After three days, no water to drink! How would you feel about it? What would you do? Well, they didn't know exactly what they were going to do. Discontent arose in their hearts, and they began to wonder if God really was leading them. After all, why deliver them from the land of Egypt and lead them into the wilderness to die? But hope arose anew in their breasts, as hope always does in the midst of any trial, because people have learned a motto that is all right for a while, but it does not make for victory: “This too, shall pass.” In verse 23, we read that they came to Marah. Picture them without water for three days. They came to a little oasis in the desert, and the cry went back to that crowd of three million, “Here is water! At last everything is going to be all right!” They let down their containers, filled them with water, brought the water to their lips; and they could not drink it. The water was too bitter to drink. That is why they called this first stop Marah; Marah means “bitterness.”

Disappointment Following Victory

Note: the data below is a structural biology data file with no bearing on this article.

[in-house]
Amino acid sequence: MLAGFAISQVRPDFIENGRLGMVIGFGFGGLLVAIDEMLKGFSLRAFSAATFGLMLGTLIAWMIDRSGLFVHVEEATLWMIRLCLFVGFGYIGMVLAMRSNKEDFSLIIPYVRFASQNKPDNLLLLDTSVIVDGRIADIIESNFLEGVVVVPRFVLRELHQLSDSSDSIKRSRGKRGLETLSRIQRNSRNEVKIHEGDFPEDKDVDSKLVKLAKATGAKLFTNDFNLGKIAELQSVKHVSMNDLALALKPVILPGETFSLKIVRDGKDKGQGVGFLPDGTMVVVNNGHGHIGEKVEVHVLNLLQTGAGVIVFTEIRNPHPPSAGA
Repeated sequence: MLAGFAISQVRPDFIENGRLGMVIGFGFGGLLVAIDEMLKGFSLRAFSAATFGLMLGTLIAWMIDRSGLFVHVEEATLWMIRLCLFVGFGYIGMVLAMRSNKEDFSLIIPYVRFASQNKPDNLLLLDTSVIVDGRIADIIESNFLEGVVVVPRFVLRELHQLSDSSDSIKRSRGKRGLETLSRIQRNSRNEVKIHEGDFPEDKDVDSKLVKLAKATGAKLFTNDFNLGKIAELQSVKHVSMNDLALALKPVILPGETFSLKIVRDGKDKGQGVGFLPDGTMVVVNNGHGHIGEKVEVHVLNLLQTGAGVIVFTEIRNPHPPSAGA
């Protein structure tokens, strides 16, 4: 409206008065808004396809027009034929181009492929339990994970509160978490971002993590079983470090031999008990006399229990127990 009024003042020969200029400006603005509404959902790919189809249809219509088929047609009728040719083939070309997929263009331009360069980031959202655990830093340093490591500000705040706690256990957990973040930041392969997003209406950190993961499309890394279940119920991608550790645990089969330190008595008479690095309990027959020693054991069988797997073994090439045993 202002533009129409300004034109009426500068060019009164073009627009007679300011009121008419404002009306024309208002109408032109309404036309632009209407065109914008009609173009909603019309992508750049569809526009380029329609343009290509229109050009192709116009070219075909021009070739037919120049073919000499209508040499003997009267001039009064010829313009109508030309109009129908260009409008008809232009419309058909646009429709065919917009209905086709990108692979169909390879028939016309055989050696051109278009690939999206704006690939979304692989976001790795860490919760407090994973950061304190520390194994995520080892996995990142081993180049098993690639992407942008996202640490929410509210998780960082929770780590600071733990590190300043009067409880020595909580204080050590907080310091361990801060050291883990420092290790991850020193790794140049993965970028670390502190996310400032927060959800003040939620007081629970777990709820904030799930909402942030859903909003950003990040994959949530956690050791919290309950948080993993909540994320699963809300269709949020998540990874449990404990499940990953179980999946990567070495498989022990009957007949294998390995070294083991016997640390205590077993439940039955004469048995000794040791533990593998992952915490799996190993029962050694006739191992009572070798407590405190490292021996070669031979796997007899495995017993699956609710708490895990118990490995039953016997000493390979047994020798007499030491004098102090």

Here they were–delivered, singing victoriously–and the first experience after three days was a bitter one. How well do you know the Lord? How deep is your experience with Him? Can you think back to the time when you actually found the Lord Jesus Christ as your Savior? Do you remember how joyful you were? You thought surely everything was going to be just fine from there on out; and it was–for about three days, figuratively speaking. Oh, it may have been three weeks; it may have been three months, or maybe three years. We won't argue about the time, but for a while it looked as if everything was going to be all right.

Then there came a little disappointment in your life, no water–a real disappointment–and nothing to satisfy certain needs in your life. “This is unbearable; this is more than we can stand; something ought to be done about it.” And it looked as if something was going to be done, and you got really happy by saying, “Oh, I know this is going to work out all right; such and such a thing has happened.” You took that particular experience to your heart, ready to enjoy it, and you found that the water was just as bitter as Marah. What did you do? I daresay that most of us, when we have experiences such as this, do exactly what these people did. Look at verse 24:

Exodus 15

24And the people murmured against Moses, saying, What shall we drink?